Launched in 1981, JNeurosci is a multidisciplinary journal that publishes papers on a broad range of topics of general interest to those working on the nervous system.
JNeurosci is committed to providing a venue for the advancement of neuroscience research by
- Publishing and widely disseminating the best research representative of the breadth of neuroscience
- Ensuring the peer review system remains open, rapid, and fair
- Promoting outlets for discussion of neuroscience that are not available elsewhere, allowing for competing ideas, debate, and questions around science
Recent JNeurosci Articles
10/29/18: Lights, Sounds Paired With Winning Encourages Risk-Taking
The intense audiovisual feedback from slot machines can directly influence a player's decisions, suggests a laboratory study of more than 100 healthy adults.
10/22/18: Nose Breathing Enhances Memory Consolidation
Breathing through the nose may improve the transfer of experience to long-term memory, finds a study of human adults.
10/22/18: Distinct Systems for Recognizing, Navigating Places
Our abilities to recognize places and find our way through them engage different parts of the brain, according to new findings from a neuroimaging study.
10/15/18: Early Sleep Loss Accelerates Alzheimer's Pathology in Mice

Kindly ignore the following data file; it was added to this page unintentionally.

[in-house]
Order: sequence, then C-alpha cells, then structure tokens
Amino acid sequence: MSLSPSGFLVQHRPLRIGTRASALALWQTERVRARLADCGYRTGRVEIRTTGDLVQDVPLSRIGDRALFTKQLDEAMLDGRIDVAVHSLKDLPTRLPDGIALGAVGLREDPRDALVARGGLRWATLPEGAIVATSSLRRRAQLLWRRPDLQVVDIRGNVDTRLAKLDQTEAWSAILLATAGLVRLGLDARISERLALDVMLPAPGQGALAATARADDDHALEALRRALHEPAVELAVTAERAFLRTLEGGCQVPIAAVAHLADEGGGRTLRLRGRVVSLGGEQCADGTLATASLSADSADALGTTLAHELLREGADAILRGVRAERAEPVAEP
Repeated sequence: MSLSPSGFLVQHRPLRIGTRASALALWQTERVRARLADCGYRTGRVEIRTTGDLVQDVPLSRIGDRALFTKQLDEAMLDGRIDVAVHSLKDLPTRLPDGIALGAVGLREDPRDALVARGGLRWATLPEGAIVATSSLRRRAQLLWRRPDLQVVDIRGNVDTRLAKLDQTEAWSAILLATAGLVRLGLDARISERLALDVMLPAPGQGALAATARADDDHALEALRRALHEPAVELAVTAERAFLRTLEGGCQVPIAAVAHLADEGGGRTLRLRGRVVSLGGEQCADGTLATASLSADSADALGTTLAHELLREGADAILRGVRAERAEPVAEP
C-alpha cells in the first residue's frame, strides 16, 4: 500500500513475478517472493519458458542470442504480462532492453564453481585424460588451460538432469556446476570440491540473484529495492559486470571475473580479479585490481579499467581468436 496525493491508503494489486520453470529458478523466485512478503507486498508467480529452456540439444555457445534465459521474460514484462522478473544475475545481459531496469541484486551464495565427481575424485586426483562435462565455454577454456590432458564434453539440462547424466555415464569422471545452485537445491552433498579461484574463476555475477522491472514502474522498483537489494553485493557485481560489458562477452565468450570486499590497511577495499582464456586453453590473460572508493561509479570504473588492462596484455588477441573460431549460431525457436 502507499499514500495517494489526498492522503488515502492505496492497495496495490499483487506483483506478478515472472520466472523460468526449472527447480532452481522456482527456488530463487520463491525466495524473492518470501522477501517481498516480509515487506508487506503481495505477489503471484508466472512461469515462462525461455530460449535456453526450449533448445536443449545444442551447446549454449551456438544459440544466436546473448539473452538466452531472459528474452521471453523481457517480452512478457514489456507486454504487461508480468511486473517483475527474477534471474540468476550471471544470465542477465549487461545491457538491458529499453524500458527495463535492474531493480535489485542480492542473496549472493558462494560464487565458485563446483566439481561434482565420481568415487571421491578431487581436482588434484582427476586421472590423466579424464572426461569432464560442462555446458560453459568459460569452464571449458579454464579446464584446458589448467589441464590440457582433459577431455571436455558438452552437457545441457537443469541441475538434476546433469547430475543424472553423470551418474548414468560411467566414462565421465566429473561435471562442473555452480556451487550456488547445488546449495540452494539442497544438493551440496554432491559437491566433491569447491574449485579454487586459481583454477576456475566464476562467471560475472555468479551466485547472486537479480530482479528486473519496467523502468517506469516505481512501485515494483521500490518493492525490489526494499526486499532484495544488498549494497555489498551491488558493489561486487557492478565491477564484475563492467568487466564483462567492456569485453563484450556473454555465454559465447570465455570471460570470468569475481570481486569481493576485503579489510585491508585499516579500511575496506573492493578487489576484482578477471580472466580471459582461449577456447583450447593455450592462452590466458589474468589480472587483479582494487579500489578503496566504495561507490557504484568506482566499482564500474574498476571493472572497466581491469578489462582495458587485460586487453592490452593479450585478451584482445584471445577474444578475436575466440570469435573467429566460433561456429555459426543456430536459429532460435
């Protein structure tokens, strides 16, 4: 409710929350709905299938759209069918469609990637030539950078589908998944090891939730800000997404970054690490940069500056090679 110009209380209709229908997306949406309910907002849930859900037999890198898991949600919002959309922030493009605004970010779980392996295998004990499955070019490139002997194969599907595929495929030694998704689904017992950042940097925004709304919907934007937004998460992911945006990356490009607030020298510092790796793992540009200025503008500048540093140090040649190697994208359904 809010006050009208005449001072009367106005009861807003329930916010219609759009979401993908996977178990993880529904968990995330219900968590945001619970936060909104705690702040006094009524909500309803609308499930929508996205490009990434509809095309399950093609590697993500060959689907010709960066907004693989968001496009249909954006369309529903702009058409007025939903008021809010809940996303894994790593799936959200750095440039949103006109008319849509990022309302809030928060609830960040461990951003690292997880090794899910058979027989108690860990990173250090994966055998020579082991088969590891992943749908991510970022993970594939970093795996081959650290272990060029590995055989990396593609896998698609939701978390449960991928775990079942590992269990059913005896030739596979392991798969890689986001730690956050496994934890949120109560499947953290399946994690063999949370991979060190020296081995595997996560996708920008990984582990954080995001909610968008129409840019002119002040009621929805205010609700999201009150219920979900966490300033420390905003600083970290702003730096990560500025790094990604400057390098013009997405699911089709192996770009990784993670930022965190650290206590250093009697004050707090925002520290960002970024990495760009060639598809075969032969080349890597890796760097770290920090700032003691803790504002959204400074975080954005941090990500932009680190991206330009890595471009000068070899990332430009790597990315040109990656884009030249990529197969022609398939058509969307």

Lack of sleep during adolescence and early adulthood accelerates Alzheimer's disease-related tau pathology, finds a study of male and female mice.
10/15/18: Analyzing Half a Million Mouse Decisions
Mice can be used to study the neural circuits underlying complex decision-making, suggests an analysis of more than 500,000 mouse decisions..
JNeurosci in the News
10/22/18: Need to Remember Something Important? Science Says You Might Want To Try This (Inc.)
“Committing something to memory might be as simple as taking a deep breath - if you do it the right way.”
10/8/18: Both Sides of the Brain Are Active During One-Sided Arm Movement (The Scientist)
“Researchers directly recorded neural activity in both sides of the brain’s cortex during the movement of only one arm in humans.”
10/8/18: How Your Brain Is Like a Film Editor (Science News)
“The hippocampus may slice our continuous existence into ‘scenes’ suitable for storing memories.”
9/26/18: Cancer Drug Finds New Use as Treatment for Angelman Syndrome (Spectrum)
“Compounds that mimic a cancer drug restore expression of the key gene mutated in Angelman syndrome, a condition related to autism, according to a new study.”
9/19/18: Obese Rodents Give Scientists Some Food for Thought (Financial Times)
“This year, researchers suggested that children classed as overweight or obese in early life probably had lower IQ scores than non-obese classmates.”